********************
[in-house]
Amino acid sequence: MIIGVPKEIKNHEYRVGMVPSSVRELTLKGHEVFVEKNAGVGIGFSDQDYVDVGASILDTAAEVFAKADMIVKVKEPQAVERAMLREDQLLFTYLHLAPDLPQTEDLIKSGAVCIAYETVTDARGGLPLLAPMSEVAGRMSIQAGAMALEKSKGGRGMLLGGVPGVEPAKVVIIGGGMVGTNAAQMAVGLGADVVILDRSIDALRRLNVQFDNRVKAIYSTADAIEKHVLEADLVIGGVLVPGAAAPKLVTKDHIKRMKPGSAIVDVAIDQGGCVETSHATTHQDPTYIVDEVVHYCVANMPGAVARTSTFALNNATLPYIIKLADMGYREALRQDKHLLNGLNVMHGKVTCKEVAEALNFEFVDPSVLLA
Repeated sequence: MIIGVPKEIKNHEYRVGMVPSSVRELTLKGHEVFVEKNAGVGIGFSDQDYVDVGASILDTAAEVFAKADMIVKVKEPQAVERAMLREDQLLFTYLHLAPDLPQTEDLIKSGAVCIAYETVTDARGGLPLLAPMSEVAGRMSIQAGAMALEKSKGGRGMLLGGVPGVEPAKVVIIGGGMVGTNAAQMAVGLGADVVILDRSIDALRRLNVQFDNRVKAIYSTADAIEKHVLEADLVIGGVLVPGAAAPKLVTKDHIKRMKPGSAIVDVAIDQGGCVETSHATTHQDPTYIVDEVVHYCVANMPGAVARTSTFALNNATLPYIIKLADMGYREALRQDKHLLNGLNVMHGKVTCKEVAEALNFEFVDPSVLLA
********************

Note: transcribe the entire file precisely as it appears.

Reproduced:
[in-house]
Amino acid sequence: MIIGVPKEIKNHEYRVGMVPSSVRELTLKGHEVFVEKNAGVGIGFSDQDYVDVGASILDTAAEVFAKADMIVKVKEPQAVERAMLREDQLLFTYLHLAPDLPQTEDLIKSGAVCIAYETVTDARGGLPLLAPMSEVAGRMSIQAGAMALEKSKGGRGMLLGGVPGVEPAKVVIIGGGMVGTNAAQMAVGLGADVVILDRSIDALRRLNVQFDNRVKAIYSTADAIEKHVLEADLVIGGVLVPGAAAPKLVTKDHIKRMKPGSAIVDVAIDQGGCVETSHATTHQDPTYIVDEVVHYCVANMPGAVARTSTFALNNATLPYIIKLADMGYREALRQDKHLLNGLNVMHGKVTCKEVAEALNFEFVDPSVLLA
Repeated sequence: MIIGVPKEIKNHEYRVGMVPSSVRELTLKGHEVFVEKNAGVGIGFSDQDYVDVGASILDTAAEVFAKADMIVKVKEPQAVERAMLREDQLLFTYLHLAPDLPQTEDLIKSGAVCIAYETVTDARGGLPLLAPMSEVAGRMSIQAGAMALEKSKGGRGMLLGGVPGVEPAKVVIIGGGMVGTNAAQMAVGLGADVVILDRSIDALRRLNVQFDNRVKAIYSTADAIEKHVLEADLVIGGVLVPGAAAPKLVTKDHIKRMKPGSAIVDVAIDQGGCVETSHATTHQDPTYIVDEVVHYCVANMPGAVARTSTFALNNATLPYIIKLADMGYREALRQDKHLLNGLNVMHGKVTCKEVAEALNFEFVDPSVLLA